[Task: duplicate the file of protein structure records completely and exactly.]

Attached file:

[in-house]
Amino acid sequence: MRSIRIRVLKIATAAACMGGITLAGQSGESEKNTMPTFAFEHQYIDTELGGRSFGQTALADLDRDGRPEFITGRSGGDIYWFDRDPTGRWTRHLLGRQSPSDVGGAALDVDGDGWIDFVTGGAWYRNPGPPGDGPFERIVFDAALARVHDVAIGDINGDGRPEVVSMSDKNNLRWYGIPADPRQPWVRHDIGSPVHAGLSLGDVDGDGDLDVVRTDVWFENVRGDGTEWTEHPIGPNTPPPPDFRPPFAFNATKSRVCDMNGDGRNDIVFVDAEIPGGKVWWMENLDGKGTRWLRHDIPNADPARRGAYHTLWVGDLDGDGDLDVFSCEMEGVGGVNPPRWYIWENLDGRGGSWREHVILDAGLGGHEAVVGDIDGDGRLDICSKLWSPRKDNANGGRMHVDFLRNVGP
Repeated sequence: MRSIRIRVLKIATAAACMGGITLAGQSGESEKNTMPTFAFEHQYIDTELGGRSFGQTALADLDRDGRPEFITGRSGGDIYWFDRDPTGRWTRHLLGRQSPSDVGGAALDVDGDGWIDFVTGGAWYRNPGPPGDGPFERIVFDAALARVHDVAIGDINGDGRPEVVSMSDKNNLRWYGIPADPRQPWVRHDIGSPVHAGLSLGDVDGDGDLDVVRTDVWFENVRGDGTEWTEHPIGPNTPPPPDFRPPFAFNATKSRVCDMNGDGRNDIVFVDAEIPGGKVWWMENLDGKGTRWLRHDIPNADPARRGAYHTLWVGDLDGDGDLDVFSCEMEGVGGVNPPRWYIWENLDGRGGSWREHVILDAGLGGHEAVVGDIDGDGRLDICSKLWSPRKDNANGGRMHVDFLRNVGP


[in-house]
Amino acid sequence: MRSIRIRVLKIATAAACMGGITLAGQSGESEKNTMPTFAFEHQYIDTELGGRSFGQTALADLDRDGRPEFITGRSGGDIYWFDRDPTGRWTRHLLGRQSPSDVGGAALDVDGDGWIDFVTGGAWYRNPGPPGDGPFERIVFDAALARVHDVAIGDINGDGRPEVVSMSDKNNLRWYGIPADPRQPWVRHDIGSPVHAGLSLGDVDGDGDLDVVRTDVWFENVRGDGTEWTEHPIGPNTPPPPDFRPPFAFNATKSRVCDMNGDGRNDIVFVDAEIPGGKVWWMENLDGKGTRWLRHDIPNADPARRGAYHTLWVGDLDGDGDLDVFSCEMEGVGGVNPPRWYIWENLDGRGGSWREHVILDAGLGGHEAVVGDIDGDGRLDICSKLWSPRKDNANGGRMHVDFLRNVGP
Repeated sequence: MRSIRIRVLKIATAAACMGGITLAGQSGESEKNTMPTFAFEHQYIDTELGGRSFGQTALADLDRDGRPEFITGRSGGDIYWFDRDPTGRWTRHLLGRQSPSDVGGAALDVDGDGWIDFVTGGAWYRNPGPPGDGPFERIVFDAALARVHDVAIGDINGDGRPEVVSMSDKNNLRWYGIPADPRQPWVRHDIGSPVHAGLSLGDVDGDGDLDVVRTDVWFENVRGDGTEWTEHPIGPNTPPPPDFRPPFAFNATKSRVCDMNGDGRNDIVFVDAEIPGGKVWWMENLDGKGTRWLRHDIPNADPARRGAYHTLWVGDLDGDGDLDVFSCEMEGVGGVNPPRWYIWENLDGRGGSWREHVILDAGLGGHEAVVGDIDGDGRLDICSKLWSPRKDNANGGRMHVDFLRNVGP